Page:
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Lumber Volatility, Supply Chain Issues Linger

NAHB continues to work with industry leaders and policymakers to address material prices and supply chain issues.

July 26, 2021
Lumber 2021

After dominating the news cycle for the past year, record-high lumber prices have started to see a reprieve in recent weeks. But while prices have slipped about 40% from the all-time highs seen in May, as of July 1, they were still more than 160% higher than in July 2020. Other building materials like steel, concrete and gypsum have also risen exponentially over the past year and show no signs of easing.

Lumber prices decline

Economists at the National Association of Home Builders (NAHB) caution that while prices for lumber have dipped, it’s still too early to celebrate. Last November lumber prices fell quickly off their summer peak only to abruptly reverse course, soaring to new heights. One factor in the recent decline is that demand has fallen to meet the sparse supply, instead of supply rising to meet demand.

NAHB has developed long and short-term strategies to address the lumber price crisis and other supply issues that have slowed home building and remodeling  this past year. Targeted grassroots advocacy, focused communication with key stakeholders, ongoing economic research, and outreach to the Biden administration and Congress have all helped spotlight the issue.

But our work is far from over. The latest price index from the Bureau of Labor Statistics showed prices for goods used in residential construction have increased 16.5% in the past 12 months and have declined just twice since December 2019. Prices paid for gypsum alone have increased 14.6% in a year.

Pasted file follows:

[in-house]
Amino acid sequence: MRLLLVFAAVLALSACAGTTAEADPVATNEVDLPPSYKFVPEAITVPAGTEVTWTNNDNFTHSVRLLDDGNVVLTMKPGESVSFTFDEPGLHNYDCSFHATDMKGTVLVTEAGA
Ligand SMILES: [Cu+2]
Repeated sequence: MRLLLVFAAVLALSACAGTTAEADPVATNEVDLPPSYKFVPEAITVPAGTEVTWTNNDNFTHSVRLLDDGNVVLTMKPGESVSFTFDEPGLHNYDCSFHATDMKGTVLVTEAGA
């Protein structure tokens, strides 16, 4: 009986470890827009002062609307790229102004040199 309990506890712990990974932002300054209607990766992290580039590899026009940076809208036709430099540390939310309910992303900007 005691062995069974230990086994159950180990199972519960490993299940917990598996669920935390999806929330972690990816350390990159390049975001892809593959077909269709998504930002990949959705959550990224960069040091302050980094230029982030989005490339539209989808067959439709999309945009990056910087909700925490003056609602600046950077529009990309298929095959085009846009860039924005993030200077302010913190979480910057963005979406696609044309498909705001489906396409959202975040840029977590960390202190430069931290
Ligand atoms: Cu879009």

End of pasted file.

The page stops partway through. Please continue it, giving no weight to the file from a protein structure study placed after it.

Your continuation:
Supply chain issues still abound

Material prices and availability, the cost of regulation, the shortage of construction labor and a limited supply of housing are all hurting housing affordability—a top priority for me as NAHB Chairman. NAHB will continue to pressure policymakers to improve supply chains for all building materials in order to protect housing affordability.

NAHB has been focused on this issue for almost a full year. We are the leader in educating the public and policymakers about how rising lumber and material prices are harming remodelers, homeowners, and national economic recovery. Thanks to NAHB’s grassroots efforts, several House and Senate leaders have openly raised the issue of soaring lumber prices and housing affordability with Commerce Secretary Raimondo and U.S. Trade Representative Katherine Tai. We are awaiting word from Secretary Raimondo on a special summit to address the issue with stakeholders.

We simply won’t let up until the material supply crisis is resolved.

Keep up with our latest efforts to address rising material costs, information on alternative building materials and methods, and ideas to help keep your business running smoothly at nahb.org.

About the Author

About the Author

Chuck Fowke is NAHB's 2021 Chairman of the Board, and a Tampa, Fla.-based custom home builder with 40 years of experience in the home building industry. 



Your article read that we have a supply material crisis I’ve been a contractor for over 30 years my father was a contractor and his father so this isn’t my first rodeo With lumber fluctuation prices this is simply price gouging and greed I’m at in Washington state I have in a 20 mile radius 15 lumberyards in probably seven or eight lumber mills The lumber mills have logs stacked so high you can’t even see the mill itself and the lumberyards have units of lumber stacked so high that you can’t even see their buildings I could provide pictures if you would like to see units upon units of lumber stacked so don’t tell me there is a shortage

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